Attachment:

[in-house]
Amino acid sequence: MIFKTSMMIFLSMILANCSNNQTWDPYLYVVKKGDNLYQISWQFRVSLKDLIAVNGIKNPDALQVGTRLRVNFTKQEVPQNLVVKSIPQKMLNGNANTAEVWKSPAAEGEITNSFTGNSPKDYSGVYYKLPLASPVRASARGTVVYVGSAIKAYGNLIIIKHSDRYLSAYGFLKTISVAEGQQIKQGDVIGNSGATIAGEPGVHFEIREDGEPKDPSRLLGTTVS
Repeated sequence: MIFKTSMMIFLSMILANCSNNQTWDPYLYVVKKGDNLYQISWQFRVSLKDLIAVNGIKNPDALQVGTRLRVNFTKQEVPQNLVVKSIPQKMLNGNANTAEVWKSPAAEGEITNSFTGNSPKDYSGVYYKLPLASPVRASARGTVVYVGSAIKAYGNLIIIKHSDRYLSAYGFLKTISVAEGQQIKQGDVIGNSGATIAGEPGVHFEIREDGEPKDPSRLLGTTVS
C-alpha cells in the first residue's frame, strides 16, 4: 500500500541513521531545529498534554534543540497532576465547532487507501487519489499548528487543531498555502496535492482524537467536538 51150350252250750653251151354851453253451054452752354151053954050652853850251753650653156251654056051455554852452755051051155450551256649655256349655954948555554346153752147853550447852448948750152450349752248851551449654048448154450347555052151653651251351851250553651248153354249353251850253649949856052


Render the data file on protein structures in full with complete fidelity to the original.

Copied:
[in-house]
Amino acid sequence: MIFKTSMMIFLSMILANCSNNQTWDPYLYVVKKGDNLYQISWQFRVSLKDLIAVNGIKNPDALQVGTRLRVNFTKQEVPQNLVVKSIPQKMLNGNANTAEVWKSPAAEGEITNSFTGNSPKDYSGVYYKLPLASPVRASARGTVVYVGSAIKAYGNLIIIKHSDRYLSAYGFLKTISVAEGQQIKQGDVIGNSGATIAGEPGVHFEIREDGEPKDPSRLLGTTVS
Repeated sequence: MIFKTSMMIFLSMILANCSNNQTWDPYLYVVKKGDNLYQISWQFRVSLKDLIAVNGIKNPDALQVGTRLRVNFTKQEVPQNLVVKSIPQKMLNGNANTAEVWKSPAAEGEITNSFTGNSPKDYSGVYYKLPLASPVRASARGTVVYVGSAIKAYGNLIIIKHSDRYLSAYGFLKTISVAEGQQIKQGDVIGNSGATIAGEPGVHFEIREDGEPKDPSRLLGTTVS
C-alpha cells in the first residue's frame, strides 16, 4: 500500500541513521531545529498534554534543540497532576465547532487507501487519489499548528487543531498555502496535492482524537467536538 51150350252250750653251151354851453253451054452752354151053954050652853850251753650653156251654056051455554852452755051051155450551256649655256349655954948555554346153752147853550447852448948750152450349752248851551449654048448154450347555052151653651251351851250553651248153354249353251850253649949856052